THE BUSINESS VALUE OF INFORMATION SYSTEMS CASE STUDY: AMAZON Isabel Maria Arroyo Moreno Business Information Technology Module BSc Business Management with HR Greenwich School of Management, University of Plymouth (London) Submission date: 8th December 2011 Word count: 2. 776 Table of Contents Executive Summary4 The Business Value of Information Systems5 Introduction5 Business Value of Information5 Business Information Management through Information Systems6 The Value of Information Systems6 Customer Relationship Management (CRM) Systems6
Enterprise Resource Planning (ERP) Systems7 Supply Chain Management (SCM) Systems8 Information Systems and the Changing Business Environment8 Amazon. com Information Systems10 Introduction10 Amazon. com’s Information Systems Value10 Amazon’s Customer Relations Management (CRM) system11 CRM System Business Value11 Amazon’s Enterprise Resource Management (ERP) System Value13 Amazon. com’s Supply Chain Management (SCM) system13 Amazon. com’s SCM system Value13 Amazon IS and the external changing environment ………………………………………………………………. 5 Conclusion…………………………………………………………………………………………………………………………… 16 ? Executive Summary Business information management requires the use of information systems, which make possible the conversion of data into useful information to be used by decision makers in organisations (Chaffey, 2004) The acquisition and further deployment of such systems requires organisations to make expensive investments prior to know whether they are going to produce the desired business improvements.
Therefore, delivering value for money from information systems investments has become a very serious issue for many organisations. There are several examples in both the private and public sector of expensive failures, but there are fewer published cases of success (Ward, 2006) The purpose of the present paper is to explain how added business value emerges from the use of information systems. The paper begins with a review of the related literature and then, it takes a practical approach through a case study analysis which intends to set out the value of information systems to a successful organisation such as Amazon.
Therefore, the case study will illustrate how different information systems have enabled Amazon to achieve a solid competitive advantage by improving its marketing techniques and the efficiency of its distribution channels in a time in which the fast development of technologies have come to redefine the commerce model within the retail industry. Indeed, the use of Internet has changed the way in which people acquire goods and services, and nowadays there is a strong shift towards online shopping that is forcing retailers to go onto the Net if they want to remain competitive.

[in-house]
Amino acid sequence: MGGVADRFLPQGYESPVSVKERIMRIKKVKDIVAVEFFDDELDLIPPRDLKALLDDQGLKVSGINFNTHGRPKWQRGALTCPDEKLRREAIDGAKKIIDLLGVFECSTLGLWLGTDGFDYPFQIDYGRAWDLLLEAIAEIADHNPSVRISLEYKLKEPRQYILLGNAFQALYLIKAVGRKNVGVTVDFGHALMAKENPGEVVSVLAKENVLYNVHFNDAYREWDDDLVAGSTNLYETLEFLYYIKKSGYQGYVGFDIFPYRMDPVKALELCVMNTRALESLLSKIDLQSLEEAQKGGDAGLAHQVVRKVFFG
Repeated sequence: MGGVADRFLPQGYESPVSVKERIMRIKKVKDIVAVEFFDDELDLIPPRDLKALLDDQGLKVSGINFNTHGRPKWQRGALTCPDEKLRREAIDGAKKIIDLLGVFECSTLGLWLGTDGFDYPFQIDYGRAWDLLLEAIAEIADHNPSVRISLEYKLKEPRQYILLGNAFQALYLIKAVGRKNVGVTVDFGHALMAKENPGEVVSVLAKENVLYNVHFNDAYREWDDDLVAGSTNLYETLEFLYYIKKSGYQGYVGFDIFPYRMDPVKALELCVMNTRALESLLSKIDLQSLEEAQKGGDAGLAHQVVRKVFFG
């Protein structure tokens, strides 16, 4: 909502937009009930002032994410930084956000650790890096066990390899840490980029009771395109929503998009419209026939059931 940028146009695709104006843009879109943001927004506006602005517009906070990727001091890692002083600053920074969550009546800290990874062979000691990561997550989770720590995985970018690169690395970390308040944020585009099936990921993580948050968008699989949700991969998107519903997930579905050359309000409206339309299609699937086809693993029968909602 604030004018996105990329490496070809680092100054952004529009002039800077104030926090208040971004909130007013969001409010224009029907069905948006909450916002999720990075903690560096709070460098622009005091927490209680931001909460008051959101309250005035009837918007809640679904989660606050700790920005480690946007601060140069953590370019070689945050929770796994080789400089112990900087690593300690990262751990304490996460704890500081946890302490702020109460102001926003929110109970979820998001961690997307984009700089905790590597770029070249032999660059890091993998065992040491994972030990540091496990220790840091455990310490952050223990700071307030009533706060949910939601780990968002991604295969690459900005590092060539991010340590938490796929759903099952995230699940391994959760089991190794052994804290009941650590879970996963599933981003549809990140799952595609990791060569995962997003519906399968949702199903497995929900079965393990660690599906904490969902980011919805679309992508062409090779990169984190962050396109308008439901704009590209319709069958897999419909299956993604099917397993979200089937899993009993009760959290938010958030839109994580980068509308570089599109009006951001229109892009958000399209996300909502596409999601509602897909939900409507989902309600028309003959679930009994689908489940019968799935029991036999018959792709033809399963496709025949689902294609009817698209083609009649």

In this regards, Amazon has been a pioneer in using information systems to anticipate changes in the retail industry environment, and in addition, it provides the perfect example of how a company can obtain value for money from information system investments. ? The Business Value of Information Systems Introduction Business information management is essential to organisations in order to support strategic decisions. Information adds value to organisations as it allows improving products and services, reducing business costs and developing new innovations.
Information systems are used in order to manage business information in such a way that allows organisations to increase profitability, to improve productivity and to gain other intangible benefits with the objective of achieving sustainable competitive advantage and company success. In addition, the use of information systems allow organisations to adapt to external changes in the business environment, otherwise they could not remain competitive. Business Value of Information
Information management is essential to businesses in order to support operational processes, organisational performance, and strategic decisions affecting their position in the market place. According to Marchand (2000) information can create value for organisations by: •Adding value to products and services through a better understanding of customer characteristics and needs, as customer activities are monitored to develop competitive strategies. Reducing costs and making business processes and operations more efficient, as information enables organisations to use fewer resources and to improve communication. •Supporting organisational strategic decisions and helping with risk management assessment •Enabling innovations and new product and service developments (Chaffey, 2004; Oestreich, 2010) Business Information Management through Information Systems
Business information management involves the use of information systems (IS) which, according to the UK Academy for IS, are “the means by which organisations and people, using information technologies resources, gather, process, store, use and disseminate information”. (www. ukais. org; Chaffey, 2004) Therefore, IS are computer based systems that collect, process and stores data, making possible its conversion into useful management information –data mining process- to be used by decision makers within organisations. (Davis & Olson, 1985; Lucas, 1990; McLeod, 1995 cited by Ramesh, 1997).